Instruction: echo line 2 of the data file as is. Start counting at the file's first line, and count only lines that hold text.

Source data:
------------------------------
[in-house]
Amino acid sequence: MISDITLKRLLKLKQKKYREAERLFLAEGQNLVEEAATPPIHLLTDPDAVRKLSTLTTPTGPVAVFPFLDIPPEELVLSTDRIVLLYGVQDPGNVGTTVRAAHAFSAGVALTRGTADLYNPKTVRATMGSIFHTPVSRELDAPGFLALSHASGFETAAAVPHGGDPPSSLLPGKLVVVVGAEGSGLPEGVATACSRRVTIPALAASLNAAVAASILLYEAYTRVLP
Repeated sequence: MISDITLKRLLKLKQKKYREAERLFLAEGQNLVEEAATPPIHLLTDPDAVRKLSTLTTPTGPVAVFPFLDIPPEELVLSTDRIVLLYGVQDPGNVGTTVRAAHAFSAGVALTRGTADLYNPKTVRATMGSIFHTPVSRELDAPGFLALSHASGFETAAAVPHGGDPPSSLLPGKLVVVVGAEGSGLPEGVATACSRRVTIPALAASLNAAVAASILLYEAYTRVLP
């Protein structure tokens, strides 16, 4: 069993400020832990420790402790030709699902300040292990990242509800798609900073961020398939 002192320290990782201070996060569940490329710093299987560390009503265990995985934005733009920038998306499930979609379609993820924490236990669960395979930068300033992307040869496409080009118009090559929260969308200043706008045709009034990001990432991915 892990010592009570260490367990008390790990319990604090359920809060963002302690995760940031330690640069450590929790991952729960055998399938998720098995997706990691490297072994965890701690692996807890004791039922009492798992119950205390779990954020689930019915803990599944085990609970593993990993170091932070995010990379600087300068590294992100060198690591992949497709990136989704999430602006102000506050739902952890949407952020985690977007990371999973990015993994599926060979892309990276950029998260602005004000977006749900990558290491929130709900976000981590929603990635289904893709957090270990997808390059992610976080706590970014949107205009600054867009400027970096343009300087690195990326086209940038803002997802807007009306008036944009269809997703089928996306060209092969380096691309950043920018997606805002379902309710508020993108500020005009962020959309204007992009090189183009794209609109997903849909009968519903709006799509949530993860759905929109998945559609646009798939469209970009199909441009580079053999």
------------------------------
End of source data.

Amino acid sequence: MISDITLKRLLKLKQKKYREAERLFLAEGQNLVEEAATPPIHLLTDPDAVRKLSTLTTPTGPVAVFPFLDIPPEELVLSTDRIVLLYGVQDPGNVGTTVRAAHAFSAGVALTRGTADLYNPKTVRATMGSIFHTPVSRELDAPGFLALSHASGFETAAAVPHGGDPPSSLLPGKLVVVVGAEGSGLPEGVATACSRRVTIPALAASLNAAVAASILLYEAYTRVLP